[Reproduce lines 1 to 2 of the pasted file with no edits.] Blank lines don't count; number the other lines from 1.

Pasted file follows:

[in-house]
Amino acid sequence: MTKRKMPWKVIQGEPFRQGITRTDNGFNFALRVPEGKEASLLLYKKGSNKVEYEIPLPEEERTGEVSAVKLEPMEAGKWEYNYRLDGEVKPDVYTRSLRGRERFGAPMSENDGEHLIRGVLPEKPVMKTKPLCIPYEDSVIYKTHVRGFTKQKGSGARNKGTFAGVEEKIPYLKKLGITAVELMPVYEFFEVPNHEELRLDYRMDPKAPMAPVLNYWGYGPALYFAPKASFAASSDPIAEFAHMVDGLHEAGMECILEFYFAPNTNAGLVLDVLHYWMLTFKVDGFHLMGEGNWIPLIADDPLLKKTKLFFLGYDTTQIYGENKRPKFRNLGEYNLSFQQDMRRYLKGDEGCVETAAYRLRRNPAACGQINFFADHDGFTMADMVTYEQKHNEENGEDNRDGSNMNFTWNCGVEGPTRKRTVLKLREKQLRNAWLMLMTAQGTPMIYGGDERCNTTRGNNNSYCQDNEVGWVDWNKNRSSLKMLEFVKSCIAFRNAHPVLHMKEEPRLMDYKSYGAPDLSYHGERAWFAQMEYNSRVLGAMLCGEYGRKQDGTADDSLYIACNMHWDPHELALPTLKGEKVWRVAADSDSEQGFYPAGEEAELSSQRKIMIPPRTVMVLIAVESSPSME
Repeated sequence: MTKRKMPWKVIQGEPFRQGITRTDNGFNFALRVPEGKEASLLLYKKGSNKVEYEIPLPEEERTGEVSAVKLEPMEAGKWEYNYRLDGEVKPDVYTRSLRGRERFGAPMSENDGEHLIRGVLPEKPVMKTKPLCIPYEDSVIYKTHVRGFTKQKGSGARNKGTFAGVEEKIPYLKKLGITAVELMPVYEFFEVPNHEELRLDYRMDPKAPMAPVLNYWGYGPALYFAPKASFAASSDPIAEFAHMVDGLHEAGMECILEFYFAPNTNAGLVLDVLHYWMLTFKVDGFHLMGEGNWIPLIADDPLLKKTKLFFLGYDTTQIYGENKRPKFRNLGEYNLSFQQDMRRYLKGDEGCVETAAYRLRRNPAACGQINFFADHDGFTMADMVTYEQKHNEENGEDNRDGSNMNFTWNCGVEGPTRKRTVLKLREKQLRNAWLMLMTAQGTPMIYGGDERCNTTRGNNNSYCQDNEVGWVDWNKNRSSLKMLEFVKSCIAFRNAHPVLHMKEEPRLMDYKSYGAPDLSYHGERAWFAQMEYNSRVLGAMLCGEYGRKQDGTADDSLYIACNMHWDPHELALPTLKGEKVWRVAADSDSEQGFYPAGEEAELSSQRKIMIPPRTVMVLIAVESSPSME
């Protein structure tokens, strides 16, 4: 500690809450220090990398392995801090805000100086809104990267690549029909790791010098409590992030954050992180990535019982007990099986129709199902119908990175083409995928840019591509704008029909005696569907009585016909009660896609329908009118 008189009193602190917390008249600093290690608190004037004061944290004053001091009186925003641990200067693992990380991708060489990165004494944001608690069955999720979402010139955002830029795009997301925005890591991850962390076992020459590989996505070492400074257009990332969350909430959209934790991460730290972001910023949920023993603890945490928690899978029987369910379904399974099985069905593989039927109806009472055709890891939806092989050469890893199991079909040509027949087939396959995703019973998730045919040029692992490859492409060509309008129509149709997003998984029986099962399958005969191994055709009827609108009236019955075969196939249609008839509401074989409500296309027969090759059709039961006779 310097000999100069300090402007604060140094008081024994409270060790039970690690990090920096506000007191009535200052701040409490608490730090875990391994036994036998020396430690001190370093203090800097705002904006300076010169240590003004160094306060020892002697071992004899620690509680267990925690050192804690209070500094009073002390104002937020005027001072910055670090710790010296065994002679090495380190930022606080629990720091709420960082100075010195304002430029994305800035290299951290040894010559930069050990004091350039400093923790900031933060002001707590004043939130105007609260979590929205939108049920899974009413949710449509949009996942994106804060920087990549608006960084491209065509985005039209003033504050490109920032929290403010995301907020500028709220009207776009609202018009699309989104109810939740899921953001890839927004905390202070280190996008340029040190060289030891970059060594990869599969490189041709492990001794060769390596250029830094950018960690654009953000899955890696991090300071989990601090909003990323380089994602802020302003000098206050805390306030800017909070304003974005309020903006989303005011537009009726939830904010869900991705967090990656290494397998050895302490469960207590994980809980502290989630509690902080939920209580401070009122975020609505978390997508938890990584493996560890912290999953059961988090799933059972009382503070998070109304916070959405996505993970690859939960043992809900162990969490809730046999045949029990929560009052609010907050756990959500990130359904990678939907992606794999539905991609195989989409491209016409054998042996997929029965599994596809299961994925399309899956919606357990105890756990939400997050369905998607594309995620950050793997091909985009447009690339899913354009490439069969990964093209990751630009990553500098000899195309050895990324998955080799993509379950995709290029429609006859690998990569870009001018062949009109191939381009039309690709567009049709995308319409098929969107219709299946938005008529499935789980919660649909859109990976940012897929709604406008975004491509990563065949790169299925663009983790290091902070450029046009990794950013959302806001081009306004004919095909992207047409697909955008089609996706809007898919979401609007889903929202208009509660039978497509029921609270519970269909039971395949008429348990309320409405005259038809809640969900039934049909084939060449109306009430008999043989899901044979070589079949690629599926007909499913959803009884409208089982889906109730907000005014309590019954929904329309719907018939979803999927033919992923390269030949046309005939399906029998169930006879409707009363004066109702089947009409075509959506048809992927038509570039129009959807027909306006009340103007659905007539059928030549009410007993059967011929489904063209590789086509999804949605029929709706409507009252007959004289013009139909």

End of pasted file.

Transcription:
[in-house]
Amino acid sequence: MTKRKMPWKVIQGEPFRQGITRTDNGFNFALRVPEGKEASLLLYKKGSNKVEYEIPLPEEERTGEVSAVKLEPMEAGKWEYNYRLDGEVKPDVYTRSLRGRERFGAPMSENDGEHLIRGVLPEKPVMKTKPLCIPYEDSVIYKTHVRGFTKQKGSGARNKGTFAGVEEKIPYLKKLGITAVELMPVYEFFEVPNHEELRLDYRMDPKAPMAPVLNYWGYGPALYFAPKASFAASSDPIAEFAHMVDGLHEAGMECILEFYFAPNTNAGLVLDVLHYWMLTFKVDGFHLMGEGNWIPLIADDPLLKKTKLFFLGYDTTQIYGENKRPKFRNLGEYNLSFQQDMRRYLKGDEGCVETAAYRLRRNPAACGQINFFADHDGFTMADMVTYEQKHNEENGEDNRDGSNMNFTWNCGVEGPTRKRTVLKLREKQLRNAWLMLMTAQGTPMIYGGDERCNTTRGNNNSYCQDNEVGWVDWNKNRSSLKMLEFVKSCIAFRNAHPVLHMKEEPRLMDYKSYGAPDLSYHGERAWFAQMEYNSRVLGAMLCGEYGRKQDGTADDSLYIACNMHWDPHELALPTLKGEKVWRVAADSDSEQGFYPAGEEAELSSQRKIMIPPRTVMVLIAVESSPSME